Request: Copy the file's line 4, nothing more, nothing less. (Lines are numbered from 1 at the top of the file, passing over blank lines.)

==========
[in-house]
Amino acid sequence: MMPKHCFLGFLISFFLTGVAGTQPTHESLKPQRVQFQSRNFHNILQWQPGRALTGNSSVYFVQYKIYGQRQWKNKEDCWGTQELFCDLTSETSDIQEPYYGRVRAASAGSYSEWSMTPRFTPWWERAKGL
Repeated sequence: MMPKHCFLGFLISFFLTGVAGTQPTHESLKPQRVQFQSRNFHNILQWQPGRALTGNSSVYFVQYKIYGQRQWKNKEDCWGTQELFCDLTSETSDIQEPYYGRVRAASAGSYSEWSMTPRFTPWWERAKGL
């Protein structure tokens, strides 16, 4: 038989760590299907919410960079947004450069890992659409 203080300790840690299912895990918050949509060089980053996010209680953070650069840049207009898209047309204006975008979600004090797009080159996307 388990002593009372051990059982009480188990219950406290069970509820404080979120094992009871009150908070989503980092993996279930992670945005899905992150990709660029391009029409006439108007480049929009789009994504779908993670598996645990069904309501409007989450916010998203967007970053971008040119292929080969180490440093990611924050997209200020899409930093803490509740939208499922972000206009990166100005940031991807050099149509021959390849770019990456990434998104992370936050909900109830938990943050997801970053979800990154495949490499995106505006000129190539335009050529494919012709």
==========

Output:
């Protein structure tokens, strides 16, 4: 038989760590299907919410960079947004450069890992659409 203080300790840690299912895990918050949509060089980053996010209680953070650069840049207009898209047309204006975008979600004090797009080159996307 388990002593009372051990059982009480188990219950406290069970509820404080979120094992009871009150908070989503980092993996279930992670945005899905992150990709660029391009029409006439108007480049929009789009994504779908993670598996645990069904309501409007989450916010998203967007970053971008040119292929080969180490440093990611924050997209200020899409930093803490509740939208499922972000206009990166100005940031991807050099149509021959390849770019990456990434998104992370936050909900109830938990943050997801970053979800990154495949490499995106505006000129190539335009050529494919012709």